Following a trial by jury, the appellant, Paul Cullen Easterlin, was found guilty of a violation of a probationary license, possession of less than one ounce of marijuana, and possession of an open container of alcohol while operating a motor vehicle. On appeal, in his sole enumeration of error, Easterlin asserts that the trial court erred in denying his motion to suppress evidence obtained following an allegedly invalid stop.
At the motion to suppress hearing, Officer Charles Pines with the Ellaville Police Department testified that on October 16, 1993, at approximately 10:15 p.m., an unknown citizen informed him that he had observed a man driving a white Datsun 280 ZX weaving down the road. The informant did not know if the man was sleepy or intoxicated. The informant followed the vehicle to a local convenience store where the man parked the vehicle in front of a gas pump and entered the store. Once inside the store, the informant noticed that the man was unsteady on his feet, his breath smelled of alcohol, and he purchased beer. The officer was also informed that the individual was accompanied by a passenger and could be apprehended if the officer hurried to the location.
The officer radioed for assistance and proceeded to the convenience store which was approximately a quarter of a mile down the road. Upon arrival, he observed a man fitting the description provided by the citizen. He also noticed a white Datsun 280 ZX automobile parked in front of a gas pump. The officer followed the vehicle as the vehicle exited the store's parking lot and again radioed for assistance. Deputy Pless, of the Schley County Sheriff's Office, responded to the call for assistance and also proceeded to follow the vehicle. The deputy informed Officer Pines that he observed the vehicle make a wide right turn and straddle the centerline of the highway following the turn. As a result, Deputy Pless stopped the vehicle. When Easterlin exited the vehicle, his speech was slurred and he was unsteady on his feet. A strong odor of alcohol permeated his body and he appeared intoxicated. A pat-down search of his body revealed a plastic bag of marijuana, and an open container of beer was found in the vehicle. He was subsequently arrested.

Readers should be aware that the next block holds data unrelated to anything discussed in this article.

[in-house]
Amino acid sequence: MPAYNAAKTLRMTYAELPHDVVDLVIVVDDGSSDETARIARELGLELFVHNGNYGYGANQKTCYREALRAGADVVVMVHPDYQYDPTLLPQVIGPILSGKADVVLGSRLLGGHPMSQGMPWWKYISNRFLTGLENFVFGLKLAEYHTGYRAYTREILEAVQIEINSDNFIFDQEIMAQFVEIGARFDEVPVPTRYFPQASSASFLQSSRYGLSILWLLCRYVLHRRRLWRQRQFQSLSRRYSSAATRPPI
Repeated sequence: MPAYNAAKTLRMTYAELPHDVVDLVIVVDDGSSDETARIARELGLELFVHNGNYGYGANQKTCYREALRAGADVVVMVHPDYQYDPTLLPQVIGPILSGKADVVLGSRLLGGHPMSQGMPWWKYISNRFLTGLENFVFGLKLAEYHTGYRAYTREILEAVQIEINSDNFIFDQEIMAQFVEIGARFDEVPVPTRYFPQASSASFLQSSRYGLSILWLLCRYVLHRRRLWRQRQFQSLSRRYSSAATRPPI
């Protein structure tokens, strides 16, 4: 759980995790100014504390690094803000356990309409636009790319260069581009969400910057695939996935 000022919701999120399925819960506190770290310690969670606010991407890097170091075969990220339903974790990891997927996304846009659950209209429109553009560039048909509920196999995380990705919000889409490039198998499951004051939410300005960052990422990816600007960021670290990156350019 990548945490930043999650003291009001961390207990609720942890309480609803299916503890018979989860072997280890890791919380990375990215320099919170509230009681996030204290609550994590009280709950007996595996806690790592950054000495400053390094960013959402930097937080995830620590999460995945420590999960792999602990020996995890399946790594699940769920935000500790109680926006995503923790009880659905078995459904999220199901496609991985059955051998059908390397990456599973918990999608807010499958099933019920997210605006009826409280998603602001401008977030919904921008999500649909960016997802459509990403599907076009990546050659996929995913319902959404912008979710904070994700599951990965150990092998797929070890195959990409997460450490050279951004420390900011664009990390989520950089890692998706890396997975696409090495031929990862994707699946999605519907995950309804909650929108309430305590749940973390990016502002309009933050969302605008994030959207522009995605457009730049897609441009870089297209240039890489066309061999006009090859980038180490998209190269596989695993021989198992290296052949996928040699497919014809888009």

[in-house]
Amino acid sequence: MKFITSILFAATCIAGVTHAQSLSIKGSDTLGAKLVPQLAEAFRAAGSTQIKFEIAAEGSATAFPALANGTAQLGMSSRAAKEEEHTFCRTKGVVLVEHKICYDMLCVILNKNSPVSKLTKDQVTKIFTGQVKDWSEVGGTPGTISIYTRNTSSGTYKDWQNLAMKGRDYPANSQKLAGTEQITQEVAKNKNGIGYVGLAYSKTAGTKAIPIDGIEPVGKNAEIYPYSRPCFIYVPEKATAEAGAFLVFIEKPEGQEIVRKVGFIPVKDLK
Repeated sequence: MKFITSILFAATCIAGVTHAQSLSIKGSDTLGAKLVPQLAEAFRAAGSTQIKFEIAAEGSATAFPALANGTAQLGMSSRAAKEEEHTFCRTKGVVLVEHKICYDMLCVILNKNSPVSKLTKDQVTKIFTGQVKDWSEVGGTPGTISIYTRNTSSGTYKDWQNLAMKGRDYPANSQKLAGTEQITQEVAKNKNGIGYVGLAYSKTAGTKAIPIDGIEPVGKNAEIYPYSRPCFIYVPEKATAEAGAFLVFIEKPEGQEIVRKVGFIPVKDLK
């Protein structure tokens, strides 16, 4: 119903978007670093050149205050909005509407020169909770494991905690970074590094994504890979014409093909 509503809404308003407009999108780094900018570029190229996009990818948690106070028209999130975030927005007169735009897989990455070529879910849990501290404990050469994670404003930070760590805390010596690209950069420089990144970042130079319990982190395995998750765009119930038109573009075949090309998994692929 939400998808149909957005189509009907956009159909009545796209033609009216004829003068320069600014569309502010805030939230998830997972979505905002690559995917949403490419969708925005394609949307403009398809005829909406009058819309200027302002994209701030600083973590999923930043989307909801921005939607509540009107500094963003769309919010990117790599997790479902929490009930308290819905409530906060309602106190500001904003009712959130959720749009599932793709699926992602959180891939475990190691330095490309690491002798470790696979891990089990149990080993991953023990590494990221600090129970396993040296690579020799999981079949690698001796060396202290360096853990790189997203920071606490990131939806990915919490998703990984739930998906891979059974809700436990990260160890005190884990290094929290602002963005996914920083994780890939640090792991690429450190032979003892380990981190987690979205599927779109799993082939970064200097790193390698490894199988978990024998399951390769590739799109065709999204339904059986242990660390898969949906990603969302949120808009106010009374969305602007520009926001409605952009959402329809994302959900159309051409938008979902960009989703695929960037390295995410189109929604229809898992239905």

"Although a tip provided by an informant of unknown reliability will not ordinarily create a reasonable suspicion of criminal activity, if the tip is detailed enough to provide some basis for predicting the future behavior of the suspect, reliability may be established if the details are corroborated by the observations of the police." (Citation omitted.) Stanley v. State, 213 Ga. App. 95
, 96 (443 SE2d 633
) (1994). In the case at bar, the unknown informant provided the officer with detailed information which was subsequently verified by the investigating officers. Officer Pines was given a description of Easterlin and his vehicle, and subsequently observed Easterlin and the suspect vehicle at the location provided by the informant. Easterlin and his vehicle fit the descriptions given by the informant, and Easterlin was stopped only after he was observed by Deputy Pless driving his vehicle across the centerline of the highway. The information provided by the unknown informant, which was verified by the officer and the deputy's observation of Easterlin's traffic violation, provided sufficient articulable suspicion of criminal activity to justify the subsequent warrantless investigatory stop. See id.
The facts of the present case are different from the facts presented in Vansant v. State, 264 Ga. 319 (443 SE2d 474) (1994)
, upon which Easterlin relies. In Vansant, the officer did not observe any traffic violations committed by the defendant therein, and only stopped the defendant's vehicle because it was a white van as described by the informant. The officer in Vansant did not observe any damage to the vehicle which was reportedly involved in a hit-and-run incident and admitted that he would have stopped any white van.
Consequently, the trial court correctly concluded that the initial stop of the vehicle was lawful, warranting the denial of Easterlin's motion to suppress.
John R. Parks, District Attorney, Richard Nettum, Assistant District Attorney, for appellee.